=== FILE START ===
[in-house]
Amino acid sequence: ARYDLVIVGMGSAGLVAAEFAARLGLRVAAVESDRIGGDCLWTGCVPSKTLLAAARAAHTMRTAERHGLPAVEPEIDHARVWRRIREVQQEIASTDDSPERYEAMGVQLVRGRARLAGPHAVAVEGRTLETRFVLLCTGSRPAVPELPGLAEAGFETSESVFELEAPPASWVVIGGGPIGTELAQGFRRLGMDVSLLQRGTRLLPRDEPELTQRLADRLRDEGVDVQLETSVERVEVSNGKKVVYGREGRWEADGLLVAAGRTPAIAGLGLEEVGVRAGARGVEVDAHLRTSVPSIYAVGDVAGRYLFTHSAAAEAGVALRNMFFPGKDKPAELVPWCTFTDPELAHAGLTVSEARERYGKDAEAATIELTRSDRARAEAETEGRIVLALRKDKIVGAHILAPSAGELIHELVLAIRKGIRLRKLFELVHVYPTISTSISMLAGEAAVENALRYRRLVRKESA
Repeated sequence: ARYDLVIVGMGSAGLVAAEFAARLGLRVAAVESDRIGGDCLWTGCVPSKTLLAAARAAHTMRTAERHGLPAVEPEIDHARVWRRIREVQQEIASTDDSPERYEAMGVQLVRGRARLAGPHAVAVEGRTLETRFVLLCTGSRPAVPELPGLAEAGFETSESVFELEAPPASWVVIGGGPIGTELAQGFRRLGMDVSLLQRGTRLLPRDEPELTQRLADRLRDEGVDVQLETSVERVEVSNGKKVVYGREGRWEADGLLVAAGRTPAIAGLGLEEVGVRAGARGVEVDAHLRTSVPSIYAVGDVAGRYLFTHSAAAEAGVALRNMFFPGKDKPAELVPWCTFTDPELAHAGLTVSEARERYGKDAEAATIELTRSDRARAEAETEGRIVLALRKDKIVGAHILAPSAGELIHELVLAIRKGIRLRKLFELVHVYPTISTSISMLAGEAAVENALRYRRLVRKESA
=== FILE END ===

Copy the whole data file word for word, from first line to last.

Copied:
[in-house]
Amino acid sequence: ARYDLVIVGMGSAGLVAAEFAARLGLRVAAVESDRIGGDCLWTGCVPSKTLLAAARAAHTMRTAERHGLPAVEPEIDHARVWRRIREVQQEIASTDDSPERYEAMGVQLVRGRARLAGPHAVAVEGRTLETRFVLLCTGSRPAVPELPGLAEAGFETSESVFELEAPPASWVVIGGGPIGTELAQGFRRLGMDVSLLQRGTRLLPRDEPELTQRLADRLRDEGVDVQLETSVERVEVSNGKKVVYGREGRWEADGLLVAAGRTPAIAGLGLEEVGVRAGARGVEVDAHLRTSVPSIYAVGDVAGRYLFTHSAAAEAGVALRNMFFPGKDKPAELVPWCTFTDPELAHAGLTVSEARERYGKDAEAATIELTRSDRARAEAETEGRIVLALRKDKIVGAHILAPSAGELIHELVLAIRKGIRLRKLFELVHVYPTISTSISMLAGEAAVENALRYRRLVRKESA
Repeated sequence: ARYDLVIVGMGSAGLVAAEFAARLGLRVAAVESDRIGGDCLWTGCVPSKTLLAAARAAHTMRTAERHGLPAVEPEIDHARVWRRIREVQQEIASTDDSPERYEAMGVQLVRGRARLAGPHAVAVEGRTLETRFVLLCTGSRPAVPELPGLAEAGFETSESVFELEAPPASWVVIGGGPIGTELAQGFRRLGMDVSLLQRGTRLLPRDEPELTQRLADRLRDEGVDVQLETSVERVEVSNGKKVVYGREGRWEADGLLVAAGRTPAIAGLGLEEVGVRAGARGVEVDAHLRTSVPSIYAVGDVAGRYLFTHSAAAEAGVALRNMFFPGKDKPAELVPWCTFTDPELAHAGLTVSEARERYGKDAEAATIELTRSDRARAEAETEGRIVLALRKDKIVGAHILAPSAGELIHELVLAIRKGIRLRKLFELVHVYPTISTSISMLAGEAAVENALRYRRLVRKESA